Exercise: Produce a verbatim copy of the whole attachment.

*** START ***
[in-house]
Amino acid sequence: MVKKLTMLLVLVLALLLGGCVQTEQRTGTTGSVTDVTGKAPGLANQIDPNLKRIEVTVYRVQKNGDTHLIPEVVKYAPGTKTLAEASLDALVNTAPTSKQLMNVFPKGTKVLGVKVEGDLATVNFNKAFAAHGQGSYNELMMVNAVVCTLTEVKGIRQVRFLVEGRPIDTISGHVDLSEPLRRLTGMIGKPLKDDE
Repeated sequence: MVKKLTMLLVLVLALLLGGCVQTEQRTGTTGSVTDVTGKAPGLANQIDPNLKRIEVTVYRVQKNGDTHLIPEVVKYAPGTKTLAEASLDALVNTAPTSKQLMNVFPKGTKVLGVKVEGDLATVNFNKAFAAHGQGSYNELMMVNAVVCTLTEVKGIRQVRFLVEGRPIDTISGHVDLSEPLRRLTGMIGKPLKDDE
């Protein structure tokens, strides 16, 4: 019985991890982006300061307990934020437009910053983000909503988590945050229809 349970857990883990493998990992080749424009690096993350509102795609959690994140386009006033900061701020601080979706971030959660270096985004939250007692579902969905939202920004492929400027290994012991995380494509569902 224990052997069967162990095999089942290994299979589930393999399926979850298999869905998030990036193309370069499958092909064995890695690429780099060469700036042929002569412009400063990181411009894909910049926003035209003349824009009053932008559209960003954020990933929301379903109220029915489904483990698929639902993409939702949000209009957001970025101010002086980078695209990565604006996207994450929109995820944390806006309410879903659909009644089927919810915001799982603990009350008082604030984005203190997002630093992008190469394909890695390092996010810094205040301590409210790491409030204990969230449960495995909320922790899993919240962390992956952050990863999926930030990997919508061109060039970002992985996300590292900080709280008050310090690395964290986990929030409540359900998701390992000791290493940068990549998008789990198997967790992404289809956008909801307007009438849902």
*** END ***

[in-house]
Amino acid sequence: MVKKLTMLLVLVLALLLGGCVQTEQRTGTTGSVTDVTGKAPGLANQIDPNLKRIEVTVYRVQKNGDTHLIPEVVKYAPGTKTLAEASLDALVNTAPTSKQLMNVFPKGTKVLGVKVEGDLATVNFNKAFAAHGQGSYNELMMVNAVVCTLTEVKGIRQVRFLVEGRPIDTISGHVDLSEPLRRLTGMIGKPLKDDE
Repeated sequence: MVKKLTMLLVLVLALLLGGCVQTEQRTGTTGSVTDVTGKAPGLANQIDPNLKRIEVTVYRVQKNGDTHLIPEVVKYAPGTKTLAEASLDALVNTAPTSKQLMNVFPKGTKVLGVKVEGDLATVNFNKAFAAHGQGSYNELMMVNAVVCTLTEVKGIRQVRFLVEGRPIDTISGHVDLSEPLRRLTGMIGKPLKDDE
């Protein structure tokens, strides 16, 4: 019985991890982006300061307990934020437009910053983000909503988590945050229809 349970857990883990493998990992080749424009690096993350509102795609959690994140386009006033900061701020601080979706971030959660270096985004939250007692579902969905939202920004492929400027290994012991995380494509569902 224990052997069967162990095999089942290994299979589930393999399926979850298999869905998030990036193309370069499958092909064995890695690429780099060469700036042929002569412009400063990181411009894909910049926003035209003349824009009053932008559209960003954020990933929301379903109220029915489904483990698929639902993409939702949000209009957001970025101010002086980078695209990565604006996207994450929109995820944390806006309410879903659909009644089927919810915001799982603990009350008082604030984005203190997002630093992008190469394909890695390092996010810094205040301590409210790491409030204990969230449960495995909320922790899993919240962390992956952050990863999926930030990997919508061109060039970002992985996300590292900080709280008050310090690395964290986990929030409540359900998701390992000791290493940068990549998008789990198997967790992404289809956008909801307007009438849902």